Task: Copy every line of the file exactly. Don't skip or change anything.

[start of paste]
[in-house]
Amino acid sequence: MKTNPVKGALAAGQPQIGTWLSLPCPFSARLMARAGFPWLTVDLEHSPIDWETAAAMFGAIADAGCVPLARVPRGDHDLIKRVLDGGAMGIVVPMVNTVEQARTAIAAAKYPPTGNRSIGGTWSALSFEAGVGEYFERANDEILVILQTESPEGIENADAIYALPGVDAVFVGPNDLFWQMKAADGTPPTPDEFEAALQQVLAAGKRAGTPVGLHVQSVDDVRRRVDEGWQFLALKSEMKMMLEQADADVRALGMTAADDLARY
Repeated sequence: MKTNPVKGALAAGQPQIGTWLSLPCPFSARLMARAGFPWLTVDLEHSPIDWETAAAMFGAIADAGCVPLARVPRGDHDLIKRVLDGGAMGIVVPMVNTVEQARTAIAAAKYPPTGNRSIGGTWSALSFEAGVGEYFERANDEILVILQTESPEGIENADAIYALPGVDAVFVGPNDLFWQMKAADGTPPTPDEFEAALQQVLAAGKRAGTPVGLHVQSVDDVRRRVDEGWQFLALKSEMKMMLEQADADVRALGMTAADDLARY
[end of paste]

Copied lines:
[in-house]
Amino acid sequence: MKTNPVKGALAAGQPQIGTWLSLPCPFSARLMARAGFPWLTVDLEHSPIDWETAAAMFGAIADAGCVPLARVPRGDHDLIKRVLDGGAMGIVVPMVNTVEQARTAIAAAKYPPTGNRSIGGTWSALSFEAGVGEYFERANDEILVILQTESPEGIENADAIYALPGVDAVFVGPNDLFWQMKAADGTPPTPDEFEAALQQVLAAGKRAGTPVGLHVQSVDDVRRRVDEGWQFLALKSEMKMMLEQADADVRALGMTAADDLARY
Repeated sequence: MKTNPVKGALAAGQPQIGTWLSLPCPFSARLMARAGFPWLTVDLEHSPIDWETAAAMFGAIADAGCVPLARVPRGDHDLIKRVLDGGAMGIVVPMVNTVEQARTAIAAAKYPPTGNRSIGGTWSALSFEAGVGEYFERANDEILVILQTESPEGIENADAIYALPGVDAVFVGPNDLFWQMKAADGTPPTPDEFEAALQQVLAAGKRAGTPVGLHVQSVDDVRRRVDEGWQFLALKSEMKMMLEQADADVRALGMTAADDLARY